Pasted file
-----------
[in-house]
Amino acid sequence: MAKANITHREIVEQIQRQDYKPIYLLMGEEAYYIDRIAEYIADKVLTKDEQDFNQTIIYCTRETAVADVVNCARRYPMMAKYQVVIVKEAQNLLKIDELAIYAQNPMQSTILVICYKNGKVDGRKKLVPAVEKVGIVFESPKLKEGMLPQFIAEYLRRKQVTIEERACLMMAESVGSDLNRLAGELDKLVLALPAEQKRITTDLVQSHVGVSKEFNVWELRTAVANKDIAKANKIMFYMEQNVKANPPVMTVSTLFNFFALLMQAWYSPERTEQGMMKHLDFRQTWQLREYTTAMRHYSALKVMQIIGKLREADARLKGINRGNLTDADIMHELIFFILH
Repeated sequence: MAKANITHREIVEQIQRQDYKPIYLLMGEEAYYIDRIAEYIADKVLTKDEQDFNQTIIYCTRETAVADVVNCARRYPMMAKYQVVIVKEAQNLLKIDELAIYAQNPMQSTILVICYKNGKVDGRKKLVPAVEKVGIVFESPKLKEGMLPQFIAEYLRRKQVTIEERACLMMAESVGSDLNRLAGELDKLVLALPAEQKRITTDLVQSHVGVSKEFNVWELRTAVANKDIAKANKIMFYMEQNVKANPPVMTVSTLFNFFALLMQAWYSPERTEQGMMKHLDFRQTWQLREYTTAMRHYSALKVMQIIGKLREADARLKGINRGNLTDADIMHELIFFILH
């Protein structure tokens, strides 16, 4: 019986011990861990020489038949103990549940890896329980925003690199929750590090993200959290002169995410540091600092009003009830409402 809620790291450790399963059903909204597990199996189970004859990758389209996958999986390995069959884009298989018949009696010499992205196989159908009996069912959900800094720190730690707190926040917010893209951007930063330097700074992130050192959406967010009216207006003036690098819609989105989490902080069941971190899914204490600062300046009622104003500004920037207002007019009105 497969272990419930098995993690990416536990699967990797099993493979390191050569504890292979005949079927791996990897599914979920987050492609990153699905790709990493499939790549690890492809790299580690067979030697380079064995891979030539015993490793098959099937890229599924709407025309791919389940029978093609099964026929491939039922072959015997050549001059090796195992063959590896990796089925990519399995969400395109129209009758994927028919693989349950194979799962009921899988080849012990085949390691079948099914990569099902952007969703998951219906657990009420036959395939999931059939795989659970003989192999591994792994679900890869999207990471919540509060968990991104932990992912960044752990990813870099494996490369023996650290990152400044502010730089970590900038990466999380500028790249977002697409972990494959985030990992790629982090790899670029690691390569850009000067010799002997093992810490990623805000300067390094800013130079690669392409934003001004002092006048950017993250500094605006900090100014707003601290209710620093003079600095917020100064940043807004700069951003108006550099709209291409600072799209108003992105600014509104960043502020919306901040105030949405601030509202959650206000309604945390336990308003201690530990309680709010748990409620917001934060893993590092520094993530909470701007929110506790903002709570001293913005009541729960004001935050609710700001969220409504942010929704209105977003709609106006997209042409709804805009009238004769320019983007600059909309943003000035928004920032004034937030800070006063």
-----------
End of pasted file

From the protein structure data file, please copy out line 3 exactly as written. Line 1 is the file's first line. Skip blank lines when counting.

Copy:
Repeated sequence: MAKANITHREIVEQIQRQDYKPIYLLMGEEAYYIDRIAEYIADKVLTKDEQDFNQTIIYCTRETAVADVVNCARRYPMMAKYQVVIVKEAQNLLKIDELAIYAQNPMQSTILVICYKNGKVDGRKKLVPAVEKVGIVFESPKLKEGMLPQFIAEYLRRKQVTIEERACLMMAESVGSDLNRLAGELDKLVLALPAEQKRITTDLVQSHVGVSKEFNVWELRTAVANKDIAKANKIMFYMEQNVKANPPVMTVSTLFNFFALLMQAWYSPERTEQGMMKHLDFRQTWQLREYTTAMRHYSALKVMQIIGKLREADARLKGINRGNLTDADIMHELIFFILH